Microsoft has been a highly influential and instrumental organization of change during our lifetime. At times we praise these innovations, and at times we’ve cursed it. The Government has tried to control it. Organizations have tried to imitate it. By no means has this company had an easy time. Organizational growth goes through stages, each culminating in a crisis stage which must be overcome in order to continue growth. Let’s evaluate how Microsoft met these challenges. 1.Relate Microsoft’s problems with its control and evaluation systems to each of the stages of growth in Greiner’s model. In stage 1 of Greiner’s model of organizational growth, ‘growth through creativity’, ‘the norms and values of the organizational culture, rather than the hierarchy and organizational structure, control people’s behavior’ (Jones, 2010, p. 315).
For Microsoft, the control and evaluation systems were likely driven directly by Bill Gates and Paul Allen, where Bill reviewed continued programming as well as leadership during the first five years of the business. In stage 2 ‘Growth through direction’ Microsoft partnered with IBM to provide its PC-DOS operating system to the IBM PC (“Bill Gates,” February 18, 2012, p. 1). Luckily Bill maintained the OS copyright, which created a differentiation between hardware and software in the marketplace and propelled Microsoft to one of the first corporations to market in the software space. At this point Bill moved from startup to established corporation and appointed his senior management team, and situated the corporation in Redmond, Washington. In stage 3 ‘growth through delegation it’s likely that the small work groups described in this case for analysis story was forming and performing.
Innovation was delegated to these teams and control functions of the performance reviews were tied to the team structure. Performance was likely directly tied to the revenue of the product the team was contributing too, and likely evenly distributed. This is typically the case when the company is thriving. So too, the ‘crisis of control’ that accompanies this stage led to the performance management changes that caused difficulty for the Vista release, political stress, and deterioration of team dynamics (Jones, 2010, p. 330). For stage 4 ‘growth through coordination’, Senior Leadership likely stepped in to reassume control and evaluate the situation to make appropriate corrections to get back on track. I lived in Washington State at that time and had many colleagues that worked at Microsoft.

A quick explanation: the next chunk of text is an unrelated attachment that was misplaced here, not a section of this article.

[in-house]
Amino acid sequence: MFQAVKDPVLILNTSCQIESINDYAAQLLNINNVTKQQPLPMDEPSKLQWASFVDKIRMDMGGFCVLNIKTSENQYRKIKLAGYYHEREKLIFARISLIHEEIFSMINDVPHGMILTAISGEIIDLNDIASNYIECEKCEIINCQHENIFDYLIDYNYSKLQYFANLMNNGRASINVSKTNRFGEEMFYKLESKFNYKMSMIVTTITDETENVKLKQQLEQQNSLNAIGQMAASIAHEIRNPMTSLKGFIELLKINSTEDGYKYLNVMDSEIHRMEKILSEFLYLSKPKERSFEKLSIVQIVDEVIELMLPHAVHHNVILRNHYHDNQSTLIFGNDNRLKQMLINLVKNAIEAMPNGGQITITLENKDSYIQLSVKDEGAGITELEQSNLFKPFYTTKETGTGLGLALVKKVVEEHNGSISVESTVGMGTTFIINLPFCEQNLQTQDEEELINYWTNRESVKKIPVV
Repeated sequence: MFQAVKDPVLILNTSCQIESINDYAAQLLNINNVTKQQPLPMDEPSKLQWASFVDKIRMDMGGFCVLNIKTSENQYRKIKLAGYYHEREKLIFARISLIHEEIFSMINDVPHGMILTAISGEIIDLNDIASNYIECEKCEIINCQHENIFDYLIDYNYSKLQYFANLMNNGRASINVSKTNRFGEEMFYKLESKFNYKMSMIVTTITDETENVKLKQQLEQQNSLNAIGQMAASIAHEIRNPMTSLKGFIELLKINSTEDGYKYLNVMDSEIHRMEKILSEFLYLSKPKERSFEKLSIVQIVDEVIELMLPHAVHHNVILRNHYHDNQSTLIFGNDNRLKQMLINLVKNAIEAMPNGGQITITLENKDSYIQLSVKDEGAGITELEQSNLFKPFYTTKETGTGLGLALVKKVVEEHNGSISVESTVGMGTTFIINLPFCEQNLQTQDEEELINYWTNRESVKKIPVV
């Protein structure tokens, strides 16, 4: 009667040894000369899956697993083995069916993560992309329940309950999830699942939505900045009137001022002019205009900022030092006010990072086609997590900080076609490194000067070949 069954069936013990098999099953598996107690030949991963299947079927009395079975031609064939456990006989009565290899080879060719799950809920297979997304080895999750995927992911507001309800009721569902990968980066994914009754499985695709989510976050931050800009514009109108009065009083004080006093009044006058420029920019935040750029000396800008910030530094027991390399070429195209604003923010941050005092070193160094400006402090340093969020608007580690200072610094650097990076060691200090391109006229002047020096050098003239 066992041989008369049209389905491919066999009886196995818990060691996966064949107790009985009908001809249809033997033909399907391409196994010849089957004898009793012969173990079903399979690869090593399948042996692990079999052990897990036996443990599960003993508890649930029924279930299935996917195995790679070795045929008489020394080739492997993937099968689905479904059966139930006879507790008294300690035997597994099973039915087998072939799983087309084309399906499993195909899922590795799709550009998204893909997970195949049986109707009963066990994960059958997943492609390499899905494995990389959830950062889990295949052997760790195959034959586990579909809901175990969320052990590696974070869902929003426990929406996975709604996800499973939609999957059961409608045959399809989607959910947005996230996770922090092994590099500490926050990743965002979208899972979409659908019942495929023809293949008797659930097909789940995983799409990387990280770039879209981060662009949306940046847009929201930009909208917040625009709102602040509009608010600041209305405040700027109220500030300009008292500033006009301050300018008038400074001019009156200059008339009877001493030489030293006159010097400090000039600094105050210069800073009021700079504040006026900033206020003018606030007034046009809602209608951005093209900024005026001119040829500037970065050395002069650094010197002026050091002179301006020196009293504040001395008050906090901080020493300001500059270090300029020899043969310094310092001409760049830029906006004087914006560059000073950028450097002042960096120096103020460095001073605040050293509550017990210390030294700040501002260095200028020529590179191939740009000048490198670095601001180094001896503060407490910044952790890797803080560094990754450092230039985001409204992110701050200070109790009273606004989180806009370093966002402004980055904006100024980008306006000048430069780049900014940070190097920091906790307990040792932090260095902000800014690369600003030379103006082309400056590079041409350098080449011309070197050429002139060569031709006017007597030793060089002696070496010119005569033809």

As the text states, Microsoft was very secretive about its information, but I do know that there was a significant amount of reorganization and attrition that accompanied whatever changes they made during that time. There was extensive emphasis placed on getting the following product releases out the door in timely fashion, and although there appeared to be an elevated amount of bugs in the release, timelines did improve. 2.Microsoft today is most likely in the growth through collaboration stage. How do you recommend it changes its structure, culture, and control systems to solve its problems at this stage? At this stage in Greiner’s model ‘growth through collaboration’, Microsoft should begin to focus efforts for more coordination between levels of the organization.
The product team structure that Microsoft utilizes should stay intact, but the management action with teams should be less rigid and more supporting. Time to market and customer needs are paramount, and policy and process must accommodate quick response in support of these goals. The small team structure that made Microsoft the great company it is should be maintained. This composition supports an organic organizational structure that is advised at this stage to be fully effective and keep costs low.
Microsoft has transitioned through Greiner’s model of organizational growth and amassed billions in profit despite standard periods of crisis. This shows that the organizational structure and culture of Microsoft is one of strength and discipline to make adjustments as needed to continue its dominance in the marketplace. And as organizations change, the culture and its employees must adjust as well. Many innovative businesses have been spun off or benefitted from those employees that decided not to stay. For better or worse, that company has provided great gain to the technical revolution of our time.
Bill Gates. (February 18, 2012). In Bill Gates. Retrieved February 18, 2012, from http://en.wikipedia.org/wiki/Bill_Gates Jones, G. R. (2010).
Organizational Theory, Design, and Change (6th ed.). Upper Saddle River, New Jersey: Pearson Education Inc.